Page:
Who Is a U.S. Citizen?
The first part of the 14th Amendment to the U.S. Constitution defines citizens as people either "born or naturalized in the United States." It then describes that citizens are due certain protections and privileges under the law that no state government may take away.
A person can be a U.S. citizen at the time of birth through two main ways. The Latin term Jus soli (pronounced YOO SO-LEE) means "law of the soil."
People born in U.S. states or territories are citizens because they were born on U.S. soil. An exception to the jus soli rule would be the child of a foreign diplomat, as they are not considered subject to U.S. jurisdiction , a requirement of jus soli. The Latin term Jus sanguinis (pronounced YOO SAN-GWIN-NISS) means "law of the blood."
People born to at least one parent who is a U.S. citizen and has lived in the United States are citizens through their blood relationship to this parent. U.S. military and diplomatic sites in foreign countries are not considered U.S. soil, contrary to what many believe. The jus sanguinis rule covers children born to U.S. citizens living abroad, such as military families. Most U.S. citizen births, but not all, meet both the jus soli and jus sanguinis rules. The United States has laws to define special situations.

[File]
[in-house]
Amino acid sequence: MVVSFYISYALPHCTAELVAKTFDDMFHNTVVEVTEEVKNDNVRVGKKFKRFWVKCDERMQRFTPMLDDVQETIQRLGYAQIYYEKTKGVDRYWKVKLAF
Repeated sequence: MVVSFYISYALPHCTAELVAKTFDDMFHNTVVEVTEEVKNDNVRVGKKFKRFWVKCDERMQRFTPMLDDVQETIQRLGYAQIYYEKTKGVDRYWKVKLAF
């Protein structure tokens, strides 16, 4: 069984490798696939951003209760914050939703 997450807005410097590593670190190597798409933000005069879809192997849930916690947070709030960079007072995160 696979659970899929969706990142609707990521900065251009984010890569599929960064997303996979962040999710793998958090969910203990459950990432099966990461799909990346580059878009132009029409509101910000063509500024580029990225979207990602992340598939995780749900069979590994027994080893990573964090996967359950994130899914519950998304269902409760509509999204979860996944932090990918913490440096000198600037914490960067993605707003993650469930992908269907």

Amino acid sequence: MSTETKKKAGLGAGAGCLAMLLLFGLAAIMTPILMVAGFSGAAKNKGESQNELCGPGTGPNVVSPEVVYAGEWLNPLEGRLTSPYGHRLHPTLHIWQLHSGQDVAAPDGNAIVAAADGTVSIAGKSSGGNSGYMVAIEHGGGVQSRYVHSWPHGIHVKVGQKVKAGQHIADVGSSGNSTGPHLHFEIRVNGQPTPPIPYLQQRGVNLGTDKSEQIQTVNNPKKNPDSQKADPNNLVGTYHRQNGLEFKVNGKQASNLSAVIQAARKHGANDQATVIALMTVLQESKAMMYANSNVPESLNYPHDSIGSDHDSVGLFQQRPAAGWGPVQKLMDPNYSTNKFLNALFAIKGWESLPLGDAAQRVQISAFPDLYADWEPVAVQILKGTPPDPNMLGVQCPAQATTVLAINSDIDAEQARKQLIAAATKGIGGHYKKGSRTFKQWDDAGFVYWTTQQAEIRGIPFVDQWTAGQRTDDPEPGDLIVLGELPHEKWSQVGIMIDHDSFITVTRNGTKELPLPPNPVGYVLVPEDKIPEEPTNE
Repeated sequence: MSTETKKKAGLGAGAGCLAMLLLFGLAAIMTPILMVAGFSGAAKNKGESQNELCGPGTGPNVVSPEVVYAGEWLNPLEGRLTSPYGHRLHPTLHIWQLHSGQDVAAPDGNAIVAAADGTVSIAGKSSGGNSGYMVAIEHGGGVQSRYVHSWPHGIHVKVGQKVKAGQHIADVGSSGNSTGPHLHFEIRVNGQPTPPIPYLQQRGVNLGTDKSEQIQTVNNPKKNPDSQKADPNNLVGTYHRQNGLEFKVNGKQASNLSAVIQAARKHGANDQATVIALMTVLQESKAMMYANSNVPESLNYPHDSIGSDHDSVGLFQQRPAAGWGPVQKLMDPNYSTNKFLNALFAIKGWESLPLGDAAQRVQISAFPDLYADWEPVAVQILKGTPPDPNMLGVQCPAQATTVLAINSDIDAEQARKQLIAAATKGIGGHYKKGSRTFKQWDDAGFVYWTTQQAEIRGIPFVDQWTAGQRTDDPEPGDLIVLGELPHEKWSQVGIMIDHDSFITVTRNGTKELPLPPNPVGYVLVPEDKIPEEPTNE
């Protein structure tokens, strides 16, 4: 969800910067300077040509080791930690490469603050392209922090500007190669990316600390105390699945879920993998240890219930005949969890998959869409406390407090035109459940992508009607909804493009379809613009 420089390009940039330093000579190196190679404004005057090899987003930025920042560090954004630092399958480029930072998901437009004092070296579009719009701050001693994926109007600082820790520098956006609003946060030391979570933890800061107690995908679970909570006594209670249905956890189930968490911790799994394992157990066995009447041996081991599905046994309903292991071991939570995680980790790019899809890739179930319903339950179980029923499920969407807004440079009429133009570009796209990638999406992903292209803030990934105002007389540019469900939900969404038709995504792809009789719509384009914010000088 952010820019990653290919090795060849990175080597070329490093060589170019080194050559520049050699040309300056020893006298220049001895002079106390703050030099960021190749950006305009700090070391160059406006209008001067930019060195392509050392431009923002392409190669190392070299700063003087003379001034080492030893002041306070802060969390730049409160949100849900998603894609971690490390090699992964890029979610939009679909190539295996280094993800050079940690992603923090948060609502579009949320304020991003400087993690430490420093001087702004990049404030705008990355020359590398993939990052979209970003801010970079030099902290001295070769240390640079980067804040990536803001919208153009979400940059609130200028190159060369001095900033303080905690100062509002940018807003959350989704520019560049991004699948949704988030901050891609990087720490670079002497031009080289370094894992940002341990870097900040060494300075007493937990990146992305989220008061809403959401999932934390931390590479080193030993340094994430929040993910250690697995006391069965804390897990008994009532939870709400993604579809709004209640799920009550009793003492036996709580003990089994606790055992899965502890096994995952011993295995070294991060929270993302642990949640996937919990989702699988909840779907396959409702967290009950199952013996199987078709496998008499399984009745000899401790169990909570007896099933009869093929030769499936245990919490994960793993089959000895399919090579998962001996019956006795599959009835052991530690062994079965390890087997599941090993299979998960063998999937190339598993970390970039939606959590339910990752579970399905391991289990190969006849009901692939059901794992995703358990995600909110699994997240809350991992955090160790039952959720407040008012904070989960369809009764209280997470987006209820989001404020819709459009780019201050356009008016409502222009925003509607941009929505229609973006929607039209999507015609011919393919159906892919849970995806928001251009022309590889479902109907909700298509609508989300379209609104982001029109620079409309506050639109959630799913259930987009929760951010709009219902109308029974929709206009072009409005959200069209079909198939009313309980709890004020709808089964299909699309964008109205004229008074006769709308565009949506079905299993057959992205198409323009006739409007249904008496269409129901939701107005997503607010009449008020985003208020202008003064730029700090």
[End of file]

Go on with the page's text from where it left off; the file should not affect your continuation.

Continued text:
People who immigrate to the United States often intend to become U.S. citizens through naturalization.
01.02 What Is Citizenship?: Non-Citizens
How Does the Government Categorize Non-Citizens?
People living legally in the United States who are not U.S. citizens could have a visa or permanent resident status. They must carry proof of their status at all times. A U.S. national is a person under the legal protection of the United States but without citizenship. This applies to those born in certain U.S. territories like American Samoa and Swains Island. U.S. nationals can live and work in the United States but, at present, may not vote in state